The Note: Bloomberg scrambles frozen Democratic race

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A Democratic primary race that was frozen by impeachment just got hot in a hurry.

Michael Bloomberg’s surprise step toward running for president — with a filing expected in Alabama on Friday — has the potential to blow up a race marked by uncertainties around the leading candidates.

Ida Mae Astute/ABC, FILE

Michael Bloomberg speaks at the 2016 Democratic National Convention from the Wells Fargo Center in Philadelphia, PA, July 27, 2016.

His rationale as a problem-solving centrist would seem aimed primarily at the Bernie Sanders/Elizabeth Warren progressive wing. Both of those campaigns responded with pointed reminders that the Democratic Party isn’t particularly close to billionaires these days.

But Bloomberg’s potential entry into the race, with the unlimited financial capabilities he could bring, might more immediately underscore concerns about former Vice President Joe Biden’s path. It could also crowd out Mayor Pete Buttigieg and others who have been aiming for the middle for months on the trail.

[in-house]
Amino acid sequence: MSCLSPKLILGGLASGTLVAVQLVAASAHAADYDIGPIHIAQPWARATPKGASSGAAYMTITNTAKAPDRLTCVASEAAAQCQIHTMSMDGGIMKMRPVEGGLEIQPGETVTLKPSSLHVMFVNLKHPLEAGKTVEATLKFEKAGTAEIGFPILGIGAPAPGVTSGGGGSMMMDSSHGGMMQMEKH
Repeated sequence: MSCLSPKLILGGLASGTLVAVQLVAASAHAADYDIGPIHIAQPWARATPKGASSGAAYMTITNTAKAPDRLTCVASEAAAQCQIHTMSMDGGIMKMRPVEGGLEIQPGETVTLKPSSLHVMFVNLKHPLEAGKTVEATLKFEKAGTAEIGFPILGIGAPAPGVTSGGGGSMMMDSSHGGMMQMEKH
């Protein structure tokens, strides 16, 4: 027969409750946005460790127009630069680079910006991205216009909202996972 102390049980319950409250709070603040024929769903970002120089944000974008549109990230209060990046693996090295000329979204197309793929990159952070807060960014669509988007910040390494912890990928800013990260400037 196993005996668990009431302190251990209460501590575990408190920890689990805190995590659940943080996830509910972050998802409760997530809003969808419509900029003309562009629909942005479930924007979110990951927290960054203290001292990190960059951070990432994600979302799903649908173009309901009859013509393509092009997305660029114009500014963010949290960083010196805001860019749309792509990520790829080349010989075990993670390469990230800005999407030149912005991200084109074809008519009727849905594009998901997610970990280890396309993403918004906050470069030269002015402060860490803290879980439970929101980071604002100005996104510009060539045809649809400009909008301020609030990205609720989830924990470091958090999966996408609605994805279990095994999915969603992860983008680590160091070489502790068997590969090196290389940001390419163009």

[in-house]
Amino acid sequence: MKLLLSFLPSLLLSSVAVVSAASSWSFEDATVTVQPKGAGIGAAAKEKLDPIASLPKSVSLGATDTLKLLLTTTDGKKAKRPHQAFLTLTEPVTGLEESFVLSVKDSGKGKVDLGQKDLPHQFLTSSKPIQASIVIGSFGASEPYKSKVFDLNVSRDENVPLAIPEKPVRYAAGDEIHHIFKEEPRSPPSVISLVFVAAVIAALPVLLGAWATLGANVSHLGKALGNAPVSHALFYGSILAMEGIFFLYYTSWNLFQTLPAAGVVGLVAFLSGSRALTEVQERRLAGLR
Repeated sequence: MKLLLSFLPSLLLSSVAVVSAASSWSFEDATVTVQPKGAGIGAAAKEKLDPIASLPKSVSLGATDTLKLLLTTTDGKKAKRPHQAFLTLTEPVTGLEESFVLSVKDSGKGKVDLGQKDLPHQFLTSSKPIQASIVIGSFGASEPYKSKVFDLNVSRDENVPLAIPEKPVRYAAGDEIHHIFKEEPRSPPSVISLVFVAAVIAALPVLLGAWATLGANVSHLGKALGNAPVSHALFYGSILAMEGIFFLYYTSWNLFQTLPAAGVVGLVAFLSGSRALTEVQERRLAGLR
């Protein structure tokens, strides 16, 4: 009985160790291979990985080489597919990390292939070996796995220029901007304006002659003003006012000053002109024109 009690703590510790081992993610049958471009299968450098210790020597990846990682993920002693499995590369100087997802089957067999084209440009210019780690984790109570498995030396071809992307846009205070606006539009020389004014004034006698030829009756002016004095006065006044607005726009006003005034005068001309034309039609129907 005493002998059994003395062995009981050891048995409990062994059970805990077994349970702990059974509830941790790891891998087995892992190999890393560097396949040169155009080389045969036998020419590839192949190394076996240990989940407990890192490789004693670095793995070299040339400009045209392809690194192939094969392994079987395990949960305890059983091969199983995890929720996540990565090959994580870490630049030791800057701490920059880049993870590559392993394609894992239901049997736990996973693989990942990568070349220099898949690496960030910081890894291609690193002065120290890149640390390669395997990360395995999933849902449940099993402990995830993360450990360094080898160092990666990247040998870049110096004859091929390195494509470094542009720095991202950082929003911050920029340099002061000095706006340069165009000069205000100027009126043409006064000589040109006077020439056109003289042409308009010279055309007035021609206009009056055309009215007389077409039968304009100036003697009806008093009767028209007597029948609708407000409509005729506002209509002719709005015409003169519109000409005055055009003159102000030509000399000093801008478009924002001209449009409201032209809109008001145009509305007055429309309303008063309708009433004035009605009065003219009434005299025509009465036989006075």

“We now need to finish the job and ensure that Trump is defeated — but Mike is increasingly concerned that the current field of candidates is not well positioned,” Bloomberg adviser Howard Wolfson said in a statement.

Bloomberg has previously said he would only get in the race if he had a reasonable shot at winning. That makes this an unmistakable statement of concern about where the party is headed, far more than it guarantees a Republican-turned-independent-turned Democrat a shot in the Democratic Party of 2020.